posted by: lisaslists2000 on 03.02.2010 at 06:03 am in Kitchens Forum

I love my drawers. I don't stack things in them, except same things. For example off not stacking see below - I keep all my bowls - little custard ones we use for icecream, cereal, small serving, etc. in a drawer which I don't have time to take a pic of right now. Love the drawers.

behind the door baking

behind the door cooking


clipped on: 03.01.2011 at 12:48 am    last updated on: 03.01.2011 at 12:48 am

RE: Drawers over pull outs in Cabinets (Follow-Up #17)

posted by: desertsteph on 03.02.2010 at 12:55 am in Kitchens Forum

with either you'll be pulling something out... with drawers you skip the opening and closing of 2 doors. i'm having all drawers except the sink cab.

some drawer options (all gw drawers I think):

my favorite

another option -


option for lid storage on the shallow pullout part. or shallow glass baking dishes. or skillets. or some combo of them.


option to put dividers in front to back for lid storage -
or in a deeper drawer for skillet slots.


option to put a divider in across the width of a drawer for lid storage -



clipped on: 03.01.2011 at 12:46 am    last updated on: 03.01.2011 at 12:47 am

RE: Quiet range hoods (Follow-Up #1)

posted by: akchicago on 11.29.2009 at 01:06 pm in Appliances Forum

I don't have a specific recommendation for you, but I do suggest you read through this forum, or do a search in the search box at the bottom of the Appliances page (search "quiet hood" or something like that), there are a lot of threads on this topic, and the hood selection is vast.

I just wanted to say that a great deal of noise in a hood arises from the ductwork. If the duct diameter is too narrow, typically less than 8", then the exhaust will be noisier. Also, if there are a lot of bends in the exhaust ductwork out of the house, there is a lot of noise. And if the duct run is very long, that creates a lot of noise. That is why you can have two identical hoods in two different homes sound very different, due to different ductwork. Many times people blame the hood for noise, when the duct is to blame. Also, know that ANY motor, at head height the way a hood is, will be noisy. People get around that by having inline blowers or external blowers, but they are more expensive.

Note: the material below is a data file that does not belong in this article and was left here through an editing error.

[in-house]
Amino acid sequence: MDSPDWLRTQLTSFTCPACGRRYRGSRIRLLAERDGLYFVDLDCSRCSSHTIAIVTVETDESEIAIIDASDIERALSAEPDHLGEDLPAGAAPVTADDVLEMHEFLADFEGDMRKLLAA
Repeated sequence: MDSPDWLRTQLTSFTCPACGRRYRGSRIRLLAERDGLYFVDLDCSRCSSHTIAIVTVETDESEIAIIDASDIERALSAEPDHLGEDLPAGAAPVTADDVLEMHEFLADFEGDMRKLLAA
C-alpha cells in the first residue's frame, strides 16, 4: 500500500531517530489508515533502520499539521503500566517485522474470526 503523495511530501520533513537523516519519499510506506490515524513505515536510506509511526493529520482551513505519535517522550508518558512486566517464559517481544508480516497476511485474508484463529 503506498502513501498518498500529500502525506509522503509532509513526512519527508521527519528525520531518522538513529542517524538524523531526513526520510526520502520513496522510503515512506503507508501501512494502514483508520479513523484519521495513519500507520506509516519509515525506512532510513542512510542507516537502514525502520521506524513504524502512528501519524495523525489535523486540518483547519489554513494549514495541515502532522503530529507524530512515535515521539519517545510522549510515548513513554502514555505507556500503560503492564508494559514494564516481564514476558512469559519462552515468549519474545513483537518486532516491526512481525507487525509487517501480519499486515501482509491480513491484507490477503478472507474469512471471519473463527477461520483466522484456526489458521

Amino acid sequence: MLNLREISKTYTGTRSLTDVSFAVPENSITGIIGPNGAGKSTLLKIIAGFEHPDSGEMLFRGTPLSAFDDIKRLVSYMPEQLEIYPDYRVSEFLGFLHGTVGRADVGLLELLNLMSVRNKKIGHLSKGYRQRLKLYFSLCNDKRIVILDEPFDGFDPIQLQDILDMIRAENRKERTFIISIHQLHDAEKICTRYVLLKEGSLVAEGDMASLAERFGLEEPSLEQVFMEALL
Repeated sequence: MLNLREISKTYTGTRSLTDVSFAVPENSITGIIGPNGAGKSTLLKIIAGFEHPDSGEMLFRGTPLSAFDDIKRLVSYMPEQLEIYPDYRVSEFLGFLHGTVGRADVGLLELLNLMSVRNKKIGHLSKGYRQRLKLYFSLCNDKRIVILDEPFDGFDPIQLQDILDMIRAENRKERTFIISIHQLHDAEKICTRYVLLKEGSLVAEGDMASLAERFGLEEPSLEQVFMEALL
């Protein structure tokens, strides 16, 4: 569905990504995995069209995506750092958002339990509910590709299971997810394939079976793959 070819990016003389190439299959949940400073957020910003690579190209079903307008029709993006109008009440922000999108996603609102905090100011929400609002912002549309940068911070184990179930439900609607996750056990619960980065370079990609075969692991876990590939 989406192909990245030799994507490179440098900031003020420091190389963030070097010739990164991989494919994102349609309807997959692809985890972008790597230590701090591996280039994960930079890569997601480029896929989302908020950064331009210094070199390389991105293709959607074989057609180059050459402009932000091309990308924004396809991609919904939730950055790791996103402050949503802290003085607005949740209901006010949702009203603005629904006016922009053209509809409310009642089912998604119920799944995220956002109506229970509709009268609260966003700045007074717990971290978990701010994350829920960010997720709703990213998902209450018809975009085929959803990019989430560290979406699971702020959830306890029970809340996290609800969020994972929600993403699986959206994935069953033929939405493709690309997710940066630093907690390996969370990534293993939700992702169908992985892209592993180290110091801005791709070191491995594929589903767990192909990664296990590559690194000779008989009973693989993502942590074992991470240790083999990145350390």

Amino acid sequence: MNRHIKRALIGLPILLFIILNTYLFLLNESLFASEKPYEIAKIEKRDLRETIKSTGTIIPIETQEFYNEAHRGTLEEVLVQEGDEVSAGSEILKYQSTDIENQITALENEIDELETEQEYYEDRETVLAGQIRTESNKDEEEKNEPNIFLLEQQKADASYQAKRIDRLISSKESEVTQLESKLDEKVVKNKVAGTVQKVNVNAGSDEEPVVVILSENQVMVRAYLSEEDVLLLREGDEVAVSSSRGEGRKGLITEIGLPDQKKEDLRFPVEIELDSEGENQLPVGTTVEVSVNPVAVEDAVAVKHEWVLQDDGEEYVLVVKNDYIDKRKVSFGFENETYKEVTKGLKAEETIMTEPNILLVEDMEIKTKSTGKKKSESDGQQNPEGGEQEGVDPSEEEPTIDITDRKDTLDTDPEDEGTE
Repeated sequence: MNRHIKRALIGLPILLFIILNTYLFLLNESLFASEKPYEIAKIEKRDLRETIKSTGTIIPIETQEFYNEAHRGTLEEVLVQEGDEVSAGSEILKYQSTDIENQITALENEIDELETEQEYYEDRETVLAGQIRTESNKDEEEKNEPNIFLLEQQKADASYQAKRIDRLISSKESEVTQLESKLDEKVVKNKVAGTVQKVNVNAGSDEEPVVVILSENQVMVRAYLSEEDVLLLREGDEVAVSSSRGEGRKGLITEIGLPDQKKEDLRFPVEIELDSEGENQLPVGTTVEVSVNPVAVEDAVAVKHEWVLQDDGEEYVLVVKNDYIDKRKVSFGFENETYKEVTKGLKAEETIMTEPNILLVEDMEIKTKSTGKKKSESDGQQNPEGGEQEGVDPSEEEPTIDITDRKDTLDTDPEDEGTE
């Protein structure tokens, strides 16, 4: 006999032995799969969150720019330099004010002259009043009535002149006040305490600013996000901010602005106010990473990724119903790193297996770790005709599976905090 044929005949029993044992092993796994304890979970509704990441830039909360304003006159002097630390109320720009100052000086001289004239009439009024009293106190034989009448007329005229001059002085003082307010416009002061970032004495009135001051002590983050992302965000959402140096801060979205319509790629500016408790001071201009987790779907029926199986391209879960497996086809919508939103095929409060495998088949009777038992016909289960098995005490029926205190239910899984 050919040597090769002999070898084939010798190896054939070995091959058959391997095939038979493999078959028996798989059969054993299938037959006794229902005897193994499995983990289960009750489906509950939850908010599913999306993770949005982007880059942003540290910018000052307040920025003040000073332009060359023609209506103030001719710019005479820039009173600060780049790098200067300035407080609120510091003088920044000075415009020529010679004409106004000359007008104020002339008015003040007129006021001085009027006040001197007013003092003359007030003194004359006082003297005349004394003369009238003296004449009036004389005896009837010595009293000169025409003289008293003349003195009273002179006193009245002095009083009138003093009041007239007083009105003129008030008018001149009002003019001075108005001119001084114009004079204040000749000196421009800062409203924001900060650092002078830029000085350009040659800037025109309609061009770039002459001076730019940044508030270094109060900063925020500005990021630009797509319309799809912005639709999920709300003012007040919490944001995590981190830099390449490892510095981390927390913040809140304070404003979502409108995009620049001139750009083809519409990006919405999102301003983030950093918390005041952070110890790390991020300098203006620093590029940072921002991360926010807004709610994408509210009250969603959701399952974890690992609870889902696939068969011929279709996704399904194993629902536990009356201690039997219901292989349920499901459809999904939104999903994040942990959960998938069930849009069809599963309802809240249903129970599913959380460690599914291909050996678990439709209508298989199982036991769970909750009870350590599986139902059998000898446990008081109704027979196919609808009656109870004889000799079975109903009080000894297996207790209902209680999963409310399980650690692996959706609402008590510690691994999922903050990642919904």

You should try to get a hood with baffle filters, rather than mesh filters. Baffle filters are quieter, more efficient, last longer, and need cleaning less frequently. E.g. you would never find mesh filters in a hood in a restaurant, only baffle filters.

As to CFMs, the rough rule of thumb is that for every 100 btu's in your burners, you need 10 cfms. So if you have 4 burners with each one 15,000 btu's (total of 60,000 btu's), you should have a 600 cfm hood. Do not shortchange on the cfms. There is no point is spending money on a hood if it is inadequate; you would then be throwing your money away. In your OP, you said you "don't need a lot of cfm's". Some people feel 600 cfms is really low, others feel 1000 cfms is really low. So, can you be more specific about how many btu's your burners have?


clipped on: 02.28.2011 at 01:05 am    last updated on: 02.28.2011 at 01:05 am

RE: Quiet range hoods (Follow-Up #3)